IE 618: Engineering Cost and Production Economics Spring 2014

IE 618: Engineering Cost and Production Economics
Spring 2014 Homework 3&4
Due: Wednesday, April 23rd, 2014
Chapter 13:
Currently, a company can produce 60 units per hour of a particular product. During this hour,
move time and wait time take 30 minutes, while actual processing time is 30 minutes.
1. Calculate the current MCE.
2. Calculate the current cycle time.
3. Suppose that move time and wait time are reduced by 50 percent. What is the new velocity?
The new cycle time? The new MCE?
Chapter 14:
At the beginning of the year, Kare Company initiated a quality improvement program.
Considerable effort was expended to reduce the number of defective units produced. By the end
of the year, reports from the production manager revealed that scrap and rework had both
decreased. The president of the company was pleased to hear of the success but wanted some
assessment of the financial impact of the improvements. To make this assessment, the following
financial data were collected for the current and preceding years:
Product inspection
Product warranty
Quality training
Materials inspection
Preceding Year (2009)
Current Year (2010)
1. Classify the costs as prevention, appraisal, internal failure, or external failure.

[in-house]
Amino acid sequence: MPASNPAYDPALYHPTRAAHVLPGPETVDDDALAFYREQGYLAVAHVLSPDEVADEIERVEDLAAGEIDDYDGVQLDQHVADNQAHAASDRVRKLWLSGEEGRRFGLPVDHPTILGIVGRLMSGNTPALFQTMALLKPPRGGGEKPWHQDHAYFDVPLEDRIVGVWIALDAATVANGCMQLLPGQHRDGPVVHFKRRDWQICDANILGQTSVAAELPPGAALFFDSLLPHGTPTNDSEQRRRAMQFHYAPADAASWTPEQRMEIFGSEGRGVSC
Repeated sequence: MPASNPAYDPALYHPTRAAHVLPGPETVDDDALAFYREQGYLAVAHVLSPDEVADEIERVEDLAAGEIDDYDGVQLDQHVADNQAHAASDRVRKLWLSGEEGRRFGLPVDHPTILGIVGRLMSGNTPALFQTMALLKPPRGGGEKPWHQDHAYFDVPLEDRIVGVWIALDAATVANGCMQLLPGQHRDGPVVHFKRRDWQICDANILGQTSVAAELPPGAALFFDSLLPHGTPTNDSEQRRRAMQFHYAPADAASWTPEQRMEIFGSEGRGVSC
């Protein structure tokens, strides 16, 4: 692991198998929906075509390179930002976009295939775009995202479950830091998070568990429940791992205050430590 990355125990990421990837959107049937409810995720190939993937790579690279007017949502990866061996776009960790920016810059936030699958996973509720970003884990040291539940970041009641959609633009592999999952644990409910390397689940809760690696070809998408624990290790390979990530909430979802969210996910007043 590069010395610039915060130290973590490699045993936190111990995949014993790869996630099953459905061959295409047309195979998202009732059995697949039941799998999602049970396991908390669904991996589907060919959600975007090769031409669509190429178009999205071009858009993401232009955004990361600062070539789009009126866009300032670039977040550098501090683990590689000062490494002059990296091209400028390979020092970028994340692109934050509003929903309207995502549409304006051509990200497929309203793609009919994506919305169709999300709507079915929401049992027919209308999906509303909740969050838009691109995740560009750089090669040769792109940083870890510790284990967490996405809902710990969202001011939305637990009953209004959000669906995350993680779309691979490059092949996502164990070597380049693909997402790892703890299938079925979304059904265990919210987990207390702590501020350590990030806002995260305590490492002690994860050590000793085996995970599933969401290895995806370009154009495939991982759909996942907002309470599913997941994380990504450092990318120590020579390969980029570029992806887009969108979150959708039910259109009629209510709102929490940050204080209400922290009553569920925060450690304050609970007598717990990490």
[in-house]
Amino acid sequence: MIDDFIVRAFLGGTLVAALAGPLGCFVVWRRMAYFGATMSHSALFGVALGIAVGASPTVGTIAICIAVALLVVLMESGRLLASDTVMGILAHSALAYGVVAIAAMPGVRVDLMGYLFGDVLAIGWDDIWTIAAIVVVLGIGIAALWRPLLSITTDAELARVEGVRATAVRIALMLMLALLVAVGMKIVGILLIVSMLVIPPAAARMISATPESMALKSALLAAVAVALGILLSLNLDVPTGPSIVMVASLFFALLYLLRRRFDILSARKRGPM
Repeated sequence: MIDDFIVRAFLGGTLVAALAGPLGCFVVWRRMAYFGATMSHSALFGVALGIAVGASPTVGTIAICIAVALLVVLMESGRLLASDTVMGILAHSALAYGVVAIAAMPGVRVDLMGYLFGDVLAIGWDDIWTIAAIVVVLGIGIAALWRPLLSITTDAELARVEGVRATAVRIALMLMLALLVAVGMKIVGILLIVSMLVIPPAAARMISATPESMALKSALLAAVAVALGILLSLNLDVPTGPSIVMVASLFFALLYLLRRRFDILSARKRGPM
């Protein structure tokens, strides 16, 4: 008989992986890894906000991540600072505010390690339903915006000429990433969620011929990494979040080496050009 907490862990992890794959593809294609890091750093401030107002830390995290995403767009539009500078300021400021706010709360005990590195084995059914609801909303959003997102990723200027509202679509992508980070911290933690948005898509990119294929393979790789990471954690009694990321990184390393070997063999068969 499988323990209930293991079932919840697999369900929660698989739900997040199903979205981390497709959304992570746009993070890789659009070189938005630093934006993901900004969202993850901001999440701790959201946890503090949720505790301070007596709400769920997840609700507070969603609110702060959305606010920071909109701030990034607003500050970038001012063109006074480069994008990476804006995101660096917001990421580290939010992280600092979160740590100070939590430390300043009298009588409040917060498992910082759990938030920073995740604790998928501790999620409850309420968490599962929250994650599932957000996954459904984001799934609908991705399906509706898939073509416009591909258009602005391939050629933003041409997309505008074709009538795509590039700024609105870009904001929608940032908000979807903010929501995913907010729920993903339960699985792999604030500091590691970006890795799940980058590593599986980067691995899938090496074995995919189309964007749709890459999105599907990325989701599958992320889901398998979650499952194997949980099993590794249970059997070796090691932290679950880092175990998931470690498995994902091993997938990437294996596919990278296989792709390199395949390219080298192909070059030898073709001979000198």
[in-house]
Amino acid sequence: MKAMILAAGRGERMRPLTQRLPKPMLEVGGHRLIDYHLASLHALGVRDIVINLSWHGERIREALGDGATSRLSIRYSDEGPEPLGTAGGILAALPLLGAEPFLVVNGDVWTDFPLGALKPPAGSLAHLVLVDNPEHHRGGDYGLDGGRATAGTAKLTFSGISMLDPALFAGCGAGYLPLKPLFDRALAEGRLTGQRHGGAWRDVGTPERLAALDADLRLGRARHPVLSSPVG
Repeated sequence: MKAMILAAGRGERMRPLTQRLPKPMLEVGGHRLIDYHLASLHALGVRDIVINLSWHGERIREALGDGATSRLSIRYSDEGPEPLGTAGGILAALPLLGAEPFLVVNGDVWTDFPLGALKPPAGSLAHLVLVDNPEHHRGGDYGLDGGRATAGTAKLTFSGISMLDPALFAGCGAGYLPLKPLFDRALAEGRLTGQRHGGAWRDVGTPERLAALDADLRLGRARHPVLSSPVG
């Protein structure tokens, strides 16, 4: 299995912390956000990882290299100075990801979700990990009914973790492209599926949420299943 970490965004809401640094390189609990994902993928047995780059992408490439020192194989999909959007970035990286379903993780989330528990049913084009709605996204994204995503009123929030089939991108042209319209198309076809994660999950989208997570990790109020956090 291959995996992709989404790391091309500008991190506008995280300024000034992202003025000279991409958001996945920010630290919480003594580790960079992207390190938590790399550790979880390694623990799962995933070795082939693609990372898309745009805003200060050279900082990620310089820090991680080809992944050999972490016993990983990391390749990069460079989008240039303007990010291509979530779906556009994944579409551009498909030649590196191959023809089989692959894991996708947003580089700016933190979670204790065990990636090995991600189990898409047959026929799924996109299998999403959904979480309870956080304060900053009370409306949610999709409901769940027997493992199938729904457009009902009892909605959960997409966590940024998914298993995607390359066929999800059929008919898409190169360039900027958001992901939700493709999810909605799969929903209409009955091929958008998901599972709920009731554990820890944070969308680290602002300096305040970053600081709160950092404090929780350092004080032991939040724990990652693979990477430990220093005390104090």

2. Compute quality cost as a percentage of sales for each of the two years. By how much has
profit increased because of quality improvements? Assuming that quality costs can be reduced to
2.5 percent of sales, how much additional profit is available through quality improvements
(assume that sales revenues will remain the same)?
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Chapter 15:
At the end of 2009, Homer Company implemented a new labor process and redesigned its
product with the expectation that input usage efficiency would increase. Now, at the end of 2010,
the president of the company wants an assessment of the changes in the company’s productivity.
The data needed for the assessment are as follows:
Output (units)
Output prices
Materials (lbs.)
Materials unit price
Labor (hrs.)
Labor rate per hour
Power (kwh)
Price per kwh